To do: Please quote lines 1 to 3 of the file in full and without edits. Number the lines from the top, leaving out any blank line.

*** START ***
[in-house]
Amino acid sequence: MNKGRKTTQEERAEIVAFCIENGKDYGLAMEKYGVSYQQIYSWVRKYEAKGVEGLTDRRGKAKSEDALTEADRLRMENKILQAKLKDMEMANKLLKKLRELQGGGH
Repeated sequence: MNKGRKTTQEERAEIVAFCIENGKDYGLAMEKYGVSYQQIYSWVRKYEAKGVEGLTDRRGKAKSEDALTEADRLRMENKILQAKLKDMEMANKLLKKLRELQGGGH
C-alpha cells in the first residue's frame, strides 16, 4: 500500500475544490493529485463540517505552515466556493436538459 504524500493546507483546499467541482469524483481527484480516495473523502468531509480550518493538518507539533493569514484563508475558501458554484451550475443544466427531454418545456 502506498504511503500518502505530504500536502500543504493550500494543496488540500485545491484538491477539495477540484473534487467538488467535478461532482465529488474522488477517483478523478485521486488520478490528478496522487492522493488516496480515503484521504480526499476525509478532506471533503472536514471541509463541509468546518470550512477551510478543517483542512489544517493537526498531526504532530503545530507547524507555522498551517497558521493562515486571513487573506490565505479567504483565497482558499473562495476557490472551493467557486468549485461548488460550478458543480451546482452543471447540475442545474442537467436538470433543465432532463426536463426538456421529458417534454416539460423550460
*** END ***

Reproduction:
[in-house]
Amino acid sequence: MNKGRKTTQEERAEIVAFCIENGKDYGLAMEKYGVSYQQIYSWVRKYEAKGVEGLTDRRGKAKSEDALTEADRLRMENKILQAKLKDMEMANKLLKKLRELQGGGH
Repeated sequence: MNKGRKTTQEERAEIVAFCIENGKDYGLAMEKYGVSYQQIYSWVRKYEAKGVEGLTDRRGKAKSEDALTEADRLRMENKILQAKLKDMEMANKLLKKLRELQGGGH